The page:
As an employment attorney, Louis Lessig, SHRM-SCP, offers guidance on how HR professionals can keep their employer as far away from the courtroom as possible, especially when managing people working in multiple states. A partner at Brown & Connery in Westmont, N.J., Lessig also serves as state director of the Garden State Council of SHRM. Lessig joins host Tony Lee to discuss his HR story.
As an employment attorney, Louis Lessig, SHRM-SCP, offers guidance on how HR professionals can keep their employer as far away from the courtroom as possible, especially when managing people working in multiple states.
A partner at Brown & Connery in Westmont, N.J., Lessig also serves as state director of the Garden State Council of SHRM. Lessig joins host Tony Lee to share his HR story.
HR Storytellers is sponsored by BambooHR.
Louis Lessig: And it's interesting because back in the day when I ended up becoming barred in New Jersey and Pennsylvania, I also waved into DC. And at one point, my family came to me and said, "Well, why did you do that?" And I said, "Because on the labor side of the work that I do, you can appeal to the circuit that you're in," so we're in the third circuit, "or to the DC circuit for a labor case."
Speaker 2: HR Storytellers is sponsored by BambooHR. BambooHR is easy to use HR software that helps your employees know they can count on you, whether it's through on-time, every time payroll or asking for unflinchingly authentic feedback.
Tony Lee: Welcome to the HR Storyteller podcast series from the Society for Human Resource Management. I'm your host, Tony Lee, head of content here at SHRM. Thanks for joining us. Our HR Storyteller podcast features practitioners and thought leaders in Human Resources, sharing stories about why they love HR, what motivates them, and what's moved them in their careers. Today, we are joined by Louis Lessig, a partner with Brown & Connery in Westmont, New Jersey. Louis, welcome.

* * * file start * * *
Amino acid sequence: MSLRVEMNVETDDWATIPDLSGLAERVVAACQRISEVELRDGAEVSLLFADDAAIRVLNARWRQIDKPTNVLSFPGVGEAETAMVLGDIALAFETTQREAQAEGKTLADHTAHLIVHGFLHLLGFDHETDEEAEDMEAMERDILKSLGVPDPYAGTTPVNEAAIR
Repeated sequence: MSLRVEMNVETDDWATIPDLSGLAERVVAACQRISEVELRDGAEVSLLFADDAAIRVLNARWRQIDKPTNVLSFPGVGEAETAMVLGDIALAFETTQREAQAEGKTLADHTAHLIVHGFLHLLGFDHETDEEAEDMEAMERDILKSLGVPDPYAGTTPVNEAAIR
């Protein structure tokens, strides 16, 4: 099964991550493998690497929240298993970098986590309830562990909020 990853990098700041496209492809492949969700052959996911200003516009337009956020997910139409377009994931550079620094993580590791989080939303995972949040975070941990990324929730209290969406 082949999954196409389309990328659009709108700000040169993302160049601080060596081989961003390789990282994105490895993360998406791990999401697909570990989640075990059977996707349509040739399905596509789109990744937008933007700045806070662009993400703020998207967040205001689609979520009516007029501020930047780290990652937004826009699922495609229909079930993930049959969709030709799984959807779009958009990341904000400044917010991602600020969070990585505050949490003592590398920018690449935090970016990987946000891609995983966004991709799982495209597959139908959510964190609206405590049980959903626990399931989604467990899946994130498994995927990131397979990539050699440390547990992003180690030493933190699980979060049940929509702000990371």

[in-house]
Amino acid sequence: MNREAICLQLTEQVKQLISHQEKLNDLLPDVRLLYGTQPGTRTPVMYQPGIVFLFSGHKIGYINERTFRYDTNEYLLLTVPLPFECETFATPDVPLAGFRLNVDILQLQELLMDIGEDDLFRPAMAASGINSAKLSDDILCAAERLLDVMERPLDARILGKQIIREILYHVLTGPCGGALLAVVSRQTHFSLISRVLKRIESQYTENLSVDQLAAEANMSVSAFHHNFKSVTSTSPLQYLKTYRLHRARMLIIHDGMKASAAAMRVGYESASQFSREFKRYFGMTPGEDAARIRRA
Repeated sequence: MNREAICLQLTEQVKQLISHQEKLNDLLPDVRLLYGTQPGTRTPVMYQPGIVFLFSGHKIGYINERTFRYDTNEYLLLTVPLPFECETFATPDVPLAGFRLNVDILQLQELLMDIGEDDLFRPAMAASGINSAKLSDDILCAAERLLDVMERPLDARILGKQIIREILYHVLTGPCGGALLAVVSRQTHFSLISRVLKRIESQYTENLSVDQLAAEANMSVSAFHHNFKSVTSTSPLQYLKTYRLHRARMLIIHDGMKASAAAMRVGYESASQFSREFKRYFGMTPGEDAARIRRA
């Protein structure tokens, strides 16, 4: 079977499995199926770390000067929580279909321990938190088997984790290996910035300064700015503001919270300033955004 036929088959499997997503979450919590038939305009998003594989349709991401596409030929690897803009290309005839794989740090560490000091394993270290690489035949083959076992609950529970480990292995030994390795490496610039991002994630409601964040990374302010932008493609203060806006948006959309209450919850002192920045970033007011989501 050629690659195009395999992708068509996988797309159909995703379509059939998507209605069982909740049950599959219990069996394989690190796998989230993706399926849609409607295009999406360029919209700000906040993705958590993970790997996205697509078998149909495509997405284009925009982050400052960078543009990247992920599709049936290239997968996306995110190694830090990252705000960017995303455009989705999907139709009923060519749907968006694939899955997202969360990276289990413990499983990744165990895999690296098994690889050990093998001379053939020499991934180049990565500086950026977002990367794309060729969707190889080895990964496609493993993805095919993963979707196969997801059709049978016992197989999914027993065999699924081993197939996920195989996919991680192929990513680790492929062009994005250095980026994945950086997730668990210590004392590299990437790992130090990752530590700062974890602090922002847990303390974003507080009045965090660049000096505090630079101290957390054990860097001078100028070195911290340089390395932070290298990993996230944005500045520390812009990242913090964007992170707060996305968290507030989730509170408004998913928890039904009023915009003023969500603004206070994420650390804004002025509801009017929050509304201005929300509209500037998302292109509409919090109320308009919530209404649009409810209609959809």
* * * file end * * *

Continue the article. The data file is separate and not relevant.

Louis Lessig: Thank you, Tony. It's great to be here.
Tony Lee: Well, it's great to have you. So why don't we start off? You've got a little story you want to share.
Louis Lessig: Well, I have a story. I spend a lot of time engaging with folks in HR which is fantastic because actually my undergrad is in HR. And I was in federal court recently trying to have a particular matter that was more than a little frivolous thrown out of the court, and as I sat there with a judge, and she went through the various scenarios, she started diving into these specific facts of the case. This particular matter involved one of our clients who had a director of safety that was suing for, if you'll believe this, whistle blowing. And the interesting part here was that part of the issue surrounded the possibility that there was some theft of both copper as well as appliances out of a facility that they were demolishing to rebuild, and in the midst of this, the assertion at least, was that someone had come to him and asserted that some people were absconding with the copper and pocketing the cash.
Of course, coming forward, one would think, if you're the director of safety, logically people would come to you because that's part of your job, skip the fact that the individual happened to be a long serving member of the police force before he came to work for this employer. Well, it turns out the judge started to have a conversation with me, and specifically asked me for what we would consider to be a stock item in their job description. Regrettably, as I asked everyone ahead of time, there was no job description for the director of safety. But wait, there's more. It gets better. Not only was he the director of safety, he was also the director of risk management appointed to be sitting on the panel for the insurance carrier, so he would go to the insurance carrier's events and understand exactly how they operate. So now we have this position, and by the way, there's also no job description for the insurance component either.